Desargues Swordsman School

Country of Origin: Montaigne
Salon: Crieux (Tiny)
Founded: 1648
Sanctioned: 1667

Description: The Desargues School was developed nearly twenty-five years ago by a fraternity of Montaigne fencers, but only sanctioned (and subsequently coming into vogue) since 1667. Heavily influenced by exposure to the fighting styles of Castille and Vodacce, the primary weapon of Desargues is a rapier. However, Desargues duelists are known for using almost anything (especially their own bodies) as an effective weapon. The School focuses on observation and manipulation of one’s environment, both in and out of combat. Over time, a Desargues duelist begins to see the world as one enormous, potential brawl; he must learn to anticipate danger and strike quickly and effectively to dominate any situation.

A Desargues Swordsman’s first lesson is to constantly survey the sights, sounds, tastes, and smells of one’s surroundings (and one’s opponents), looking for any advantage that might be exploited. They typically take their time in the early stages of a duel, offering up a defense with their blades (or whatever more effective items they may find) while they study their opponents and prepare to unleash a swift, surprise attack. Once a Desargues duelist has his opponent on unfamiliar ground, he may toy with that opponent as long as he likes, dispatching him at his leisure. Desargues Swordsmen practice swordplay in a variety of unusual situations (on tables and staircases, balanced on thin beams, knee-deep in water, etc.) so that they may more effectively take advantage of any environment.

The primary flaw of Desargues is that it tends to be a reactive School, leaving it particularly vulnerable to feints and early offensive flourishes. An opponent who presses a series of rapid or misleading attacks can leave a Desargues swordsman struggling to mount an effective defense before he has a chance to feel out his opponent or develop a sense of his surroundings.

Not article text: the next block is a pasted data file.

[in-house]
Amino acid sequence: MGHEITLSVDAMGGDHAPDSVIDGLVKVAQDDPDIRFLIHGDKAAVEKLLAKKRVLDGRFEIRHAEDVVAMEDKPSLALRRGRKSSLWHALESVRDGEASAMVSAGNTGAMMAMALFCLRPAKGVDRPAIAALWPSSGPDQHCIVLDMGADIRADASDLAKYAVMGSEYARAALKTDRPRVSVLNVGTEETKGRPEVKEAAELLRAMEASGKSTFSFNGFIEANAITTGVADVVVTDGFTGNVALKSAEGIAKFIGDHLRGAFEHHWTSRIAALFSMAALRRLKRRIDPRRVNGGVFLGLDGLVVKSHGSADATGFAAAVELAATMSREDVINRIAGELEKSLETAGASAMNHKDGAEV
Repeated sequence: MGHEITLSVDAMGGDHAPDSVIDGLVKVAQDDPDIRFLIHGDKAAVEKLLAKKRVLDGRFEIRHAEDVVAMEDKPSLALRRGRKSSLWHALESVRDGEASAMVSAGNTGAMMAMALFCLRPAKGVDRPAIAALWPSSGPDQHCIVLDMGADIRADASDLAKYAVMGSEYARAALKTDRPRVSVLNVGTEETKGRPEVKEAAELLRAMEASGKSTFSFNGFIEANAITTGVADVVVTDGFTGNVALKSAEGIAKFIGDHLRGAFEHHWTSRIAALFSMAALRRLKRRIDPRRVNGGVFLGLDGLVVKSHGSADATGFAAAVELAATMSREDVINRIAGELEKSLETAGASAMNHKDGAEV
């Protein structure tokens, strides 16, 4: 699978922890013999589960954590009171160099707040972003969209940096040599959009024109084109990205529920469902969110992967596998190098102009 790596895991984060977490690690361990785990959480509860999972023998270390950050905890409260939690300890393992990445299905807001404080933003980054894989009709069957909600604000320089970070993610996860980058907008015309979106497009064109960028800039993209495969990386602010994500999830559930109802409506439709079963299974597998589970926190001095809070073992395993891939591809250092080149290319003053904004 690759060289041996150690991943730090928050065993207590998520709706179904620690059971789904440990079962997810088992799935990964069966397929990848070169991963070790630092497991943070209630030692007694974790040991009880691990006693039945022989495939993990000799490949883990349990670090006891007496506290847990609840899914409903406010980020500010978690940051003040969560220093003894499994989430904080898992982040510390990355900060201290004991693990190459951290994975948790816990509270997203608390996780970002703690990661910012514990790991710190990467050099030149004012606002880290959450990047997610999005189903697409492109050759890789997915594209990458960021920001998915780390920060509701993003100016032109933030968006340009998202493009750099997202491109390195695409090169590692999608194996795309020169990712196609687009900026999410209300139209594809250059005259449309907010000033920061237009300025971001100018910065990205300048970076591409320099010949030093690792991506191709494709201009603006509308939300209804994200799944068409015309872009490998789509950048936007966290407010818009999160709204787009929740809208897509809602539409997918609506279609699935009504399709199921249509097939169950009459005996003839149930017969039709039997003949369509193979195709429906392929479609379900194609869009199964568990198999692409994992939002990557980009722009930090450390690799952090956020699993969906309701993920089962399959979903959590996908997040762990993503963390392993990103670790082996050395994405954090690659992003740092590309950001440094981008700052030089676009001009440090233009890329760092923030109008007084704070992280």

Basic Curriculum: Dirty Fighting, Fencing
Knacks: Corps-á-Corps, Exploit Weakness (Desargues), Feint (Fencing), Pommel Strike (Fencing), Tagging (Fencing)

Revised Swordsman Knack: Feint. When attacking an enemy, you can declare a Feint. You roll Wits + Feint, and must roll a number of Raises equal to your enemy’s Wits in order for your Feint to be successful. If you are successful, he cannot avoid the attack using any Active Defense. The Raises taken on this roll add Unkept Dice to your damage roll as usual.

Apprentice: Early in his training, a Desargues Swordsman develops senses based on more than simple vision. An Apprentice’s enhanced instincts give him a free Raise to any Wits check (or similar roll) to spot an ambush or otherwise avoid being surprised. This ability is active outside of combat, but not during fight scenes where the character is using a fighting style other than Desargues.

In addition, the Apprentice may select one building (a tavern, fencing academy, etc.) as his “home turf,” receiving a number of Lair Dice per Scene equal to his Mastery Level while fighting in this location. Per the rules in Strongholds and Hideouts, each Lair Die may be used to add one Unkept Die (+1k0) to any roll made by the Swordsman while he is on his “home turf.”

Journeyman: Through careful observation of an opponent’s defenses, a Desargues Journeymen can isolate weaknesses and deliver fierce strikes wherever they will be most effective. If the Journeyman has at least one Rank in the Exploit Weakness Knack corresponding to an opponent’s fighting style, in addition to the standard benefits, he may add twice his Rank in that Knack directly to any Damage Roll made against that opponent.

Master: A Desargues Master’s blade speed is legendary; he is capable of striking so quickly, an opponent may still be reacting to the first attack when the second is driven home. The Master may spend one Action Die to perform two swift rapier attacks, making a separate attack roll for each. However, each attack suffers a penalty of two Unkept Dice (-2k0) on any Damage roll, as the set-up and follow-through occur so quickly that the Swordsman does not have the time or opportunity to put full force into either strike.

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